Providing tension in the belt 914 is beneficial in that it reduces the amount of slip that can occur between the belt 914 and the driven accessory pulleys, between the belt 914 and the MGU 916, and between the belt 914 and the crankshaft 910. In FIG. 1, the direction of rotation of the crankshaft 910 is shown at DIR1. When the engine 913 is driving the belt 914 and the MGU 916 acts as a generator, it will be understood that a relatively higher tension will exist on the trailing belt span, shown at 914a, and a relatively lower tension will exist on the leading belt span, shown at 914b, where the terms ‘trailing’ and ‘leading’ are relative to the crankshaft pulley 912 in this context. In general, the belt tension will decrease progressively through each belt span along the belt routing between the span 914a and the span 914b. By contrast, when the MGU 916 is driving the belt 914 and the engine 913 is off, the trailing belt span, shown at 914c (trailing relative to the MGU 916) has the highest belt tension, and the leading belt span 914d (leading relative to the MGU 916) has the lowest belt tension. Thus it can be seen that the belt tension in the spans 914c and 914d can vary significantly during operation of the vehicle in the two different modes (i.e. in a first mode where the engine 913 is the sole driver of the belt 914 as compared to a second mode where the MGU 916 is the sole driver of the belt 914). Tensioners have been proposed for some vehicles in which the tensioner has two arms that are fixedly connected to one another to form a V, wherein each arm has a pulley, and wherein the V is pivotally mounted to a base that is fixedly mounted to a region of the engine inside the contained area of the belt. The pulleys engage two different spans of the belt, (e.g. a span on either side of an accessory such as an MGU). As a result of their configuration, such a tensioner is capable of maintaining tension in both spans so that the belt tension is kept in the span needing it the most, regardless of whether the MGU is being driven as a generator or is being operated as a motor.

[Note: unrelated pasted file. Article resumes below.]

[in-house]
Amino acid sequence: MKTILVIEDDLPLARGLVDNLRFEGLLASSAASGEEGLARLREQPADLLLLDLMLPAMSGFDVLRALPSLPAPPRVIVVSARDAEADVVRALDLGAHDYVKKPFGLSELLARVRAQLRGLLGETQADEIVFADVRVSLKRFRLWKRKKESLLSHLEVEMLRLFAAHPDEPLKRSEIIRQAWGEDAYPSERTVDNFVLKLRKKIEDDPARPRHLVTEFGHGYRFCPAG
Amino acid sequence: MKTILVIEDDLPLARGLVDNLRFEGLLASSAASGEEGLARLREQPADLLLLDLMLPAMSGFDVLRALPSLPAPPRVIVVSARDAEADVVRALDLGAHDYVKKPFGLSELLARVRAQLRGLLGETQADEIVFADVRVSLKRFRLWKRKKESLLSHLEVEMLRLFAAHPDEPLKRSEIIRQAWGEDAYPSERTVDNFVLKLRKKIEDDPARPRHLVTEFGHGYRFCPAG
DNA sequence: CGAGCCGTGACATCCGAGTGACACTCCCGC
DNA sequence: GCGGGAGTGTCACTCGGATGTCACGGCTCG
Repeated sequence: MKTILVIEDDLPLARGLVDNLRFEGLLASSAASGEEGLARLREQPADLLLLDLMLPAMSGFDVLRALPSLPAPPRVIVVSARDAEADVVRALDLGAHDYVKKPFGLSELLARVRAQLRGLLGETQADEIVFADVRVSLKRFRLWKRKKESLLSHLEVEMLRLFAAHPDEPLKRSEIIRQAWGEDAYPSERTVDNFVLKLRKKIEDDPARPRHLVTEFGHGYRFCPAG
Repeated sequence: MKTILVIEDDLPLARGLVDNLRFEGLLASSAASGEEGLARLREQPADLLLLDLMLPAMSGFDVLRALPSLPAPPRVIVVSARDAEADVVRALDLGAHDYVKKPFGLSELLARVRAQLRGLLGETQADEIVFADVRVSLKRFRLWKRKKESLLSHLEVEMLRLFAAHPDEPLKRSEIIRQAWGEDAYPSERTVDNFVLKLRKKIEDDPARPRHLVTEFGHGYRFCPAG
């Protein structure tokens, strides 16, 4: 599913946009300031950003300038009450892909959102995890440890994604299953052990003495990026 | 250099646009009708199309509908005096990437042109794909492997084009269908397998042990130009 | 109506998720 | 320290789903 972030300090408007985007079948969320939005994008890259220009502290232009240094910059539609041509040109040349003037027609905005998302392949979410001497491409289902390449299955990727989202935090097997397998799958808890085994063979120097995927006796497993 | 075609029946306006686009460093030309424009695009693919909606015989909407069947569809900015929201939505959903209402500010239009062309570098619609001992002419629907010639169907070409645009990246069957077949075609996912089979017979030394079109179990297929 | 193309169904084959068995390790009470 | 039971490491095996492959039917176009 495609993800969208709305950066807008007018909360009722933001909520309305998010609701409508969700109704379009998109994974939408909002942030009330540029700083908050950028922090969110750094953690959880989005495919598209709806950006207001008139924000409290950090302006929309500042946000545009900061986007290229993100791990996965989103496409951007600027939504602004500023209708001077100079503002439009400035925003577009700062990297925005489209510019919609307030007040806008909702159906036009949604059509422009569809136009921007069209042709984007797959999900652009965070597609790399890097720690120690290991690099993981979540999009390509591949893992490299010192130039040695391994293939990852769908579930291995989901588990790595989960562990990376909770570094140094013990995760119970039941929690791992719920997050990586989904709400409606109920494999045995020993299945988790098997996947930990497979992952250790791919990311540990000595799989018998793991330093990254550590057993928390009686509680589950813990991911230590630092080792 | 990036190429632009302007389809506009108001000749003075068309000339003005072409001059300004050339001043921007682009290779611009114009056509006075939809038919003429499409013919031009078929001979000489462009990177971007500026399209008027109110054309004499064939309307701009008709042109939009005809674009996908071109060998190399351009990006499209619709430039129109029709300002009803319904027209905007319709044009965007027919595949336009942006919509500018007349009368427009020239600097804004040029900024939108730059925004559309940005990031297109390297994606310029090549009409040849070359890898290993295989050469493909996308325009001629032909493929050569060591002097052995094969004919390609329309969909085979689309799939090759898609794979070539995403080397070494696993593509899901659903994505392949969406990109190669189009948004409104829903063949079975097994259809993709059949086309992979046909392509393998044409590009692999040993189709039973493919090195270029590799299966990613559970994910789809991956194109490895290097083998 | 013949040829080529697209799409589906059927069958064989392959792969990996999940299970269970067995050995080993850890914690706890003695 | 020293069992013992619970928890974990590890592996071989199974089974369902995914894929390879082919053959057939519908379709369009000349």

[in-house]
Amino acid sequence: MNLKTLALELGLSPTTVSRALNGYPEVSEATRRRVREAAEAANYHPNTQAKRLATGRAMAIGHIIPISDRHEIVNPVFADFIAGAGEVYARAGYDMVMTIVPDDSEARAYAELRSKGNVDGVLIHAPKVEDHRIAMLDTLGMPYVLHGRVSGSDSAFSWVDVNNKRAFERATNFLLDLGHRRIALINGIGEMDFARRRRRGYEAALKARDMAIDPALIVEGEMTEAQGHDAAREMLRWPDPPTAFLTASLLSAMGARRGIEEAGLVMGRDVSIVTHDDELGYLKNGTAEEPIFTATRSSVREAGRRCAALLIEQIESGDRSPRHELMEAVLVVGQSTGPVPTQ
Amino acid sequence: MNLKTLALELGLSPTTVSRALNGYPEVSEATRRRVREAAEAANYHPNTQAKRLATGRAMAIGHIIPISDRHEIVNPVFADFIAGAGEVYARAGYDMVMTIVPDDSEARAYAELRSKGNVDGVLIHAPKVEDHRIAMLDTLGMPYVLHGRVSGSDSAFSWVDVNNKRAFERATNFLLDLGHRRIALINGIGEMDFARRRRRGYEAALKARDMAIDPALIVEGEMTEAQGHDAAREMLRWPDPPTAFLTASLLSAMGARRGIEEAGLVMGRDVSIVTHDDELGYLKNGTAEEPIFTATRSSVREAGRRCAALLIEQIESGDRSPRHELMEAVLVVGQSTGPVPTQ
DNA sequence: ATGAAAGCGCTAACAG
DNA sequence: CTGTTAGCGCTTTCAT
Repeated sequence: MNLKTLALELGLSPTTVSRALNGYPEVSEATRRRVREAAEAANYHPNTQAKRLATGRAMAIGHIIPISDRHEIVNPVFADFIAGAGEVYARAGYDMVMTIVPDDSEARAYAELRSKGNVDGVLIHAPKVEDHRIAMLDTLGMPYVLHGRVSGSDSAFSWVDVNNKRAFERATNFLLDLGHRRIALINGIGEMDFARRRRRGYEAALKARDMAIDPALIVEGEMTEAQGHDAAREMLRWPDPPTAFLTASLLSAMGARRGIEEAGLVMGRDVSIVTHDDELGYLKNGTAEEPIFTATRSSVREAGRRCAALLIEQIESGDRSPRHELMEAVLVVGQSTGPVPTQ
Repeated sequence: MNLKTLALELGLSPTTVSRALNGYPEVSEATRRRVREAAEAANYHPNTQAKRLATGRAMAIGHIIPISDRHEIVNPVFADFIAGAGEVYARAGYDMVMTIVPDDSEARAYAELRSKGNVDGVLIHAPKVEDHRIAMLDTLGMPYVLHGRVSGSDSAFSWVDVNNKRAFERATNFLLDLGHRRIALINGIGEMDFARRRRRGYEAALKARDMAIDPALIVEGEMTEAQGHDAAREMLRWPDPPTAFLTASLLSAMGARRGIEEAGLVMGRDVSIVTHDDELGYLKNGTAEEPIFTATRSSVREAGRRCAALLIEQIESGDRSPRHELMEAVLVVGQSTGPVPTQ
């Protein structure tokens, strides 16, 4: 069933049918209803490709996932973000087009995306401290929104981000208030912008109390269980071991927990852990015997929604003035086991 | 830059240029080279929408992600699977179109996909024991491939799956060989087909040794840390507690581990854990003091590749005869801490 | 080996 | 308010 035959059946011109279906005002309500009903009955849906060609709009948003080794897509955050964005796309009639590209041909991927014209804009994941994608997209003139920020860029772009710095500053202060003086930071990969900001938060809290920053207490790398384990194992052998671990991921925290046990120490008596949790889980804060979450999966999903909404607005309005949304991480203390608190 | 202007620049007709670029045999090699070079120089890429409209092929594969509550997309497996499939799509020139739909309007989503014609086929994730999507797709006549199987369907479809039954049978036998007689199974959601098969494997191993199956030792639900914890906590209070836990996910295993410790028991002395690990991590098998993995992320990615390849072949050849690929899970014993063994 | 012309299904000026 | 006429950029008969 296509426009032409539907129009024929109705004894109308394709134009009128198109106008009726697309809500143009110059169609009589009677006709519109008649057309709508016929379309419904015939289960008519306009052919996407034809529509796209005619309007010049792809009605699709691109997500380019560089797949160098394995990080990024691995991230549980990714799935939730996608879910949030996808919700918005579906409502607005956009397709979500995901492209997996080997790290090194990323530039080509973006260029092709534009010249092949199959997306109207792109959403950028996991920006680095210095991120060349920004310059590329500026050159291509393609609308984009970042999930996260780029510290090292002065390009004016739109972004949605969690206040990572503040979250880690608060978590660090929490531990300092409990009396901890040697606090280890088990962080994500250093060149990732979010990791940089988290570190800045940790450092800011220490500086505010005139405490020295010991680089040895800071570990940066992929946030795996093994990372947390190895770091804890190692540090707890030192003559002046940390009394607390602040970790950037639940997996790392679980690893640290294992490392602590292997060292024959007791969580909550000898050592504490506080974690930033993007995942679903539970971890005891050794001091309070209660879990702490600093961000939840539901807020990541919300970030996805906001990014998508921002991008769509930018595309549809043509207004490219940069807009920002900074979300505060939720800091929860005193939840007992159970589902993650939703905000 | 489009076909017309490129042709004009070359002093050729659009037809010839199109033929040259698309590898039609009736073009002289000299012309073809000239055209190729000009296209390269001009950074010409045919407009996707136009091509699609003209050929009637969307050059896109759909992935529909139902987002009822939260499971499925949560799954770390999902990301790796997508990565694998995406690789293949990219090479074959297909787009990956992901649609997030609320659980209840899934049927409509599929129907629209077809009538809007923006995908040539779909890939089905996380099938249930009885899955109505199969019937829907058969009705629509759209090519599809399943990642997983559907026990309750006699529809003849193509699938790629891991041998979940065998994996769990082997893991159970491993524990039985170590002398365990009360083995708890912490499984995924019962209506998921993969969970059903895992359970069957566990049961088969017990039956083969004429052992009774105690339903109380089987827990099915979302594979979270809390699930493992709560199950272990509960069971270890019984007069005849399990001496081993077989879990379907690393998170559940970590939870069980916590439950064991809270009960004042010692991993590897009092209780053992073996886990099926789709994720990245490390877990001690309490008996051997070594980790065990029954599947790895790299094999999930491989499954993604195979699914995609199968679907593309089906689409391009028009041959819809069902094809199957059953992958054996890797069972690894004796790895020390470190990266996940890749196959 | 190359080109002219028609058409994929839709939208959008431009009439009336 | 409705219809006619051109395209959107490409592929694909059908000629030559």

Such a tensioner, however, can be bulky and there is not always sufficient room in the aforementioned region to locate it.

In accordance with an embodiment of the present invention, an orbital tensioner 10 is provided for tensioning the endless drive member 614, which is engaged with the rotary drive member 954 on the shaft 950 of the motive device 916. With reference to FIGS. 2 and 3, the tensioner 10 includes a base 12, a ring 14, a tensioner arm 16, a first tensioner pulley 18 and a second tensioner pulley 20.

The base 12 may be made from aluminum or some other suitably strong material and is fixedly mountable to the MGU 916. In the example shown in FIG. 2 the base 12 includes a plurality of fastener apertures 22, which receive fasteners 24 (FIG. 1) for mounting the base 12 to a housing of the MGU 916.

The ring 14 may also be made from aluminum or another suitable material and is rotatably supported by the base 12 in surrounding relationship with the shaft 950 of the motive device 916 and is rotatable about a ring axis shown at AR in FIGS. 1 and 2. As shown in FIG. 1, the ring axis AR may be coaxial with the axis of rotation of the MGU shaft 950, which is shown at AS.

FIGS. 4 and 5 show exploded views of the tensioner 10. It will be noted that the base 12 shown in FIGS. 4 and 5 is a minor variant of the base shown in FIGS. 2 and 3, with a principal difference being a different distribution of mounting apertures 22. Referring to FIGS. 4 and 5 a first ring bushing 26 and a second ring bushing 28 are provided. The ring bushings 26 and 28 can be configured to apply any desired amount of friction to the ring 14 to provide any desired amount of damping to the movement of the ring 14 on the base 12. When used intentionally to apply a selected amount of damping to the movement of the ring 14, the ring bushings 26 and 28 may be referred to as first and second ring damping members 26 and 28. Suitable material of construction for the bushings 26 and 28 may be, for example, polyamide 4.6 or 6.6 or some other suitable polymeric material.